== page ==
Access to safe abortion services in Kibera informal settlements, Nairobi city county, Kenya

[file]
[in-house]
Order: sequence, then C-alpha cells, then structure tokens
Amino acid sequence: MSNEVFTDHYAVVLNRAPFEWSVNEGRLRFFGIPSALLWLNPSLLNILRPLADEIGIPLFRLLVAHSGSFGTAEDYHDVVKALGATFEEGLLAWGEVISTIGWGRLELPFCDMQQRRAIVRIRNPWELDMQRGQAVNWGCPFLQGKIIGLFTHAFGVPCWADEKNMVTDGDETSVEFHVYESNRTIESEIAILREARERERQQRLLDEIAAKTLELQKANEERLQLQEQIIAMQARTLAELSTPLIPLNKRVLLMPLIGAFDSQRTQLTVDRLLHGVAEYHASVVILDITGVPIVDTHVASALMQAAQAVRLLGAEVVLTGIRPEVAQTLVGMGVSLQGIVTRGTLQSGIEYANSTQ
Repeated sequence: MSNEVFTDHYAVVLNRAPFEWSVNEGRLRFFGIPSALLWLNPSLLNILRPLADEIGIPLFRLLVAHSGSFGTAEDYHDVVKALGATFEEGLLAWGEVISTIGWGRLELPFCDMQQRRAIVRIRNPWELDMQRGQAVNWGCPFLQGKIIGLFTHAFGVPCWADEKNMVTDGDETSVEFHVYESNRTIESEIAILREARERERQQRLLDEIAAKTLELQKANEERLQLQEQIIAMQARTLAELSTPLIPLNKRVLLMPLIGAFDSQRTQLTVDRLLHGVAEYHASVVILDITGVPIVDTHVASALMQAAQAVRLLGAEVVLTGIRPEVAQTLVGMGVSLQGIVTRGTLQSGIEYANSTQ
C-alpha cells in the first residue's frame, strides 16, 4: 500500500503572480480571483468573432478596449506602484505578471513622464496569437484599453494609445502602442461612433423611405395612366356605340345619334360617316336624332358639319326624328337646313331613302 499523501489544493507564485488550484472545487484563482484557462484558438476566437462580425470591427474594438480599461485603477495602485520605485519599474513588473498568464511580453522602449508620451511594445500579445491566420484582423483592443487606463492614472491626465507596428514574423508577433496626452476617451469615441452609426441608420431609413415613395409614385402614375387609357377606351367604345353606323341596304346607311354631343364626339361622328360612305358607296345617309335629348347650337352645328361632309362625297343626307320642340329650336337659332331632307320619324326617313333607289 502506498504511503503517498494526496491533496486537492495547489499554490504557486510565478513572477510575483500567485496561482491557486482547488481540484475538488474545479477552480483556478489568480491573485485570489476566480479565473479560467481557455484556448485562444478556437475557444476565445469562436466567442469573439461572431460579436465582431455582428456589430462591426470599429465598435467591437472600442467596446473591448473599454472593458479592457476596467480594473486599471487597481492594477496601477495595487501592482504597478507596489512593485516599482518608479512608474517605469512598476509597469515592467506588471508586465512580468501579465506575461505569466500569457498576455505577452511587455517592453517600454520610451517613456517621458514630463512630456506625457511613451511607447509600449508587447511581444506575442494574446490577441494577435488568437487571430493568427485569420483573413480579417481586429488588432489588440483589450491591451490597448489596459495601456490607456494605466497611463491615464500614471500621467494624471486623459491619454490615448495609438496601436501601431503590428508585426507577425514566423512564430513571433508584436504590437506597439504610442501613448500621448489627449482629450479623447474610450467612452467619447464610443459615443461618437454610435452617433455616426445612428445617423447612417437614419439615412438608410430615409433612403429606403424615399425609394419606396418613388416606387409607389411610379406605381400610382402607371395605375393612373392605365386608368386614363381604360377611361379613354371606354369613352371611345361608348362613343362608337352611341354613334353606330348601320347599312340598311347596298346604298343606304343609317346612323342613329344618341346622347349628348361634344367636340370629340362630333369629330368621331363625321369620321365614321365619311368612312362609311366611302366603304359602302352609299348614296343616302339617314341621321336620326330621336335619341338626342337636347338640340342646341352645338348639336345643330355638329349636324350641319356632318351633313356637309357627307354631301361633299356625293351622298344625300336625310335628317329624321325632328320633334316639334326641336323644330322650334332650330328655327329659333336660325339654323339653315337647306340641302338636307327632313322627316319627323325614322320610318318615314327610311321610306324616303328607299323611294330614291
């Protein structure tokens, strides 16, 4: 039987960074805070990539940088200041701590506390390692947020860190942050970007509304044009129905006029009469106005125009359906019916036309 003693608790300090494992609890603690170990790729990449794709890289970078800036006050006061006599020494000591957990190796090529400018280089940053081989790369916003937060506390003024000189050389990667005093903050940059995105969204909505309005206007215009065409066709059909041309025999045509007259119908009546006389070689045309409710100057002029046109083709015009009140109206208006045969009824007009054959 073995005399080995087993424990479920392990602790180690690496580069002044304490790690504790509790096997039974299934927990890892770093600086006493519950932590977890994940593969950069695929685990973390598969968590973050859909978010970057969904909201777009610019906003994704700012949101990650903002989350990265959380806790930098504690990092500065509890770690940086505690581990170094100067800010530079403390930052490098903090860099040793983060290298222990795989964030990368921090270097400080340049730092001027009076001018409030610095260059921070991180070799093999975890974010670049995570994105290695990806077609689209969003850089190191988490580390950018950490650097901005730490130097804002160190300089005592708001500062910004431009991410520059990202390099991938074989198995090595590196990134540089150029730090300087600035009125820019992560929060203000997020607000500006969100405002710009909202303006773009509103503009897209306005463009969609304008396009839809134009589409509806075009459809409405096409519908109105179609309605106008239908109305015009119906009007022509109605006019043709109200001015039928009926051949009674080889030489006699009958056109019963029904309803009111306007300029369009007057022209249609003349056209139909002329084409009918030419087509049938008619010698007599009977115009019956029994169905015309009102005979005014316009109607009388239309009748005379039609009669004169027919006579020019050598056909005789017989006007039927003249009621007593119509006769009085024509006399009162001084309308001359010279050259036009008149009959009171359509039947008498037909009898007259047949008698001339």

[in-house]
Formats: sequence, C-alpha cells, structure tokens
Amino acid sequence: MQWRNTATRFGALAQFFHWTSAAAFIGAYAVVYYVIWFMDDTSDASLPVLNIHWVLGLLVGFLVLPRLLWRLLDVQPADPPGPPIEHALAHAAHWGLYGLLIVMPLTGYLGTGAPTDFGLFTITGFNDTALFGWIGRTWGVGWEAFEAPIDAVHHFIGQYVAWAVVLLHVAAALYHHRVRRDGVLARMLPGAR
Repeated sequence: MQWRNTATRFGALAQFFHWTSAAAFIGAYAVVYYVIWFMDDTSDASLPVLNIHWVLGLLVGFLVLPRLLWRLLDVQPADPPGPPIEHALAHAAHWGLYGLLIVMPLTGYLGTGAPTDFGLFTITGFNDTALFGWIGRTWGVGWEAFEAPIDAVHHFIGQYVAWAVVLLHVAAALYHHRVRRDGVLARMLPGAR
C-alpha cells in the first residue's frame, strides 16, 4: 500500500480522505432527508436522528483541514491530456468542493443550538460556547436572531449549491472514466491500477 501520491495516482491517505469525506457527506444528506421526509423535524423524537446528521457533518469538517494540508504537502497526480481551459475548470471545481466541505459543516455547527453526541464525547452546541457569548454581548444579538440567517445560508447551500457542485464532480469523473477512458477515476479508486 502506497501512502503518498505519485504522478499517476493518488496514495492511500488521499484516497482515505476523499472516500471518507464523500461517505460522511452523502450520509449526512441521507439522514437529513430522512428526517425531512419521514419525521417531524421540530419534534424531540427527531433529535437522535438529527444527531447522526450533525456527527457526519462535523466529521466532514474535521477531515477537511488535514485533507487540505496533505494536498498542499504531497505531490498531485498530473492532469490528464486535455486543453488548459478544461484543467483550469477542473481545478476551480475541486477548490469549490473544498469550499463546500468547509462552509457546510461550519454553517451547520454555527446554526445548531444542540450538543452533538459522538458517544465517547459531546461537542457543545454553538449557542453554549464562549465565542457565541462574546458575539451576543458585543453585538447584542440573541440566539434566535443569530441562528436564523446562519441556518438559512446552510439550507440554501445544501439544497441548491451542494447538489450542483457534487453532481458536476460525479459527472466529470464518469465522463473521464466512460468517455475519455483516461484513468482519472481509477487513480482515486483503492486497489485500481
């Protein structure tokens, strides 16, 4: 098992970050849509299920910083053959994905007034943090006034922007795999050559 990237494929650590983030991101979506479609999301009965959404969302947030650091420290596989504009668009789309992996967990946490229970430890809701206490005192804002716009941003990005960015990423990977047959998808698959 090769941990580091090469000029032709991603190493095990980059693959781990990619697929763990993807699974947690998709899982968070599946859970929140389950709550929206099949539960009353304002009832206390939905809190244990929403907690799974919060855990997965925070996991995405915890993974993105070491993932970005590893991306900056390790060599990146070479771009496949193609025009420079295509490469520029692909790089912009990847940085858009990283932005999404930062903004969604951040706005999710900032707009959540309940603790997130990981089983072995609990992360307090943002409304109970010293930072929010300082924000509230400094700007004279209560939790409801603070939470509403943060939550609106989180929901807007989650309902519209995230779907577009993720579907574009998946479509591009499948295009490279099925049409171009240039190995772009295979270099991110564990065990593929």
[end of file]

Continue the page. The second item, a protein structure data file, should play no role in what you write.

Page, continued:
This thesis focused on access to safe abortion services in Kibera informal settlements in Nairobi City County. The main objective of the study was to explore the factors influencing access to safe abortion services in Kibera informal settlements. The specific objectives were to investigate the women’s understanding of the abortion provisions in the Kenyan constitution; to determine the availability and accessibility of safe abortion services in Kibera informal settlements and to examine how women’s attitudes influence their access to available abortion services in Kibera informal settlements. The study design was cross-sectional, combining both qualitative and quantitative methods of data collection. The qualitative methods that were used included case studies, focused group discussions and key informants interviews. Quantitative data was collected in a survey using a semi-structured questionnaire. Non-probability sampling methods were used to draw the study participants. A total of 50 women of reproductive age (15-49 years) were sampled to participate in the study using convenience sampling technique. These women participated in the survey. Three (3) FGDs were conducted with a sub-sample of the women who had participated in the survey. The focus group participants were conveniently selected on the basis of who had time to participate in the discussion. Key informants were selected purposively and case studies were drawn using the snow-ball technique. Data were analyzed using different techniques. Qualitative data was analyzed using content analysis whereby; data was read and re-read to identify the main themes related to the study objectives. Narrative and verbatim quotations were used to explain the trends exhaustively. Quantitative data was analyzed by SPSS version 21. The findings suggested that majority of the women in Kibera (80%) were not aware of what the constitution says about abortion in Kenya. All they said was that abortion was illegal from both the state and religious perspectives. The study found out that lack of adequate health facilities that offered safe abortion services and the high cost of safe abortion in Kibera drove women to procure unsafe abortions from unqualified providers. The study also revealed that women’s attitudes towards abortion influenced their practices; women who viewed abortion as a sin were against abortion (safe or unsafe abortion). For others, the stigma that is associated with abortions in Kibera made them to procure unsafe abortions from backstreet providers. Women who suffered a lot of pain from unsafe abortions reported that they would only procure abortions from safe providers in the future. It is concluded at that lack of knowledge on the provisions of the constitution on abortion in Kenya is a barrier for most women and girls in Kibera who want to terminate their pregnancies safely. Few healthcare providers are knowledgeable on the full content of the law and most women remain unaware of provisions of the law. A lack of clarity about legal access to abortion has produced widespread misinformation among women, adolescents, and medical providers. In addition, women’s access to safe abortion is determined largely by their ability to afford the procedure and to identify and reach a provider who offers safe abortion services. This study recommends that there is need to create more awareness among public on what the constitution says about abortion and especially women need to be educated on their rights and the legal issues around abortion. The government should ensure that there are sufficient facilities that offer safe abortion services to women (both public and private) and to ensure that the cost of safe abortion is affordable to women.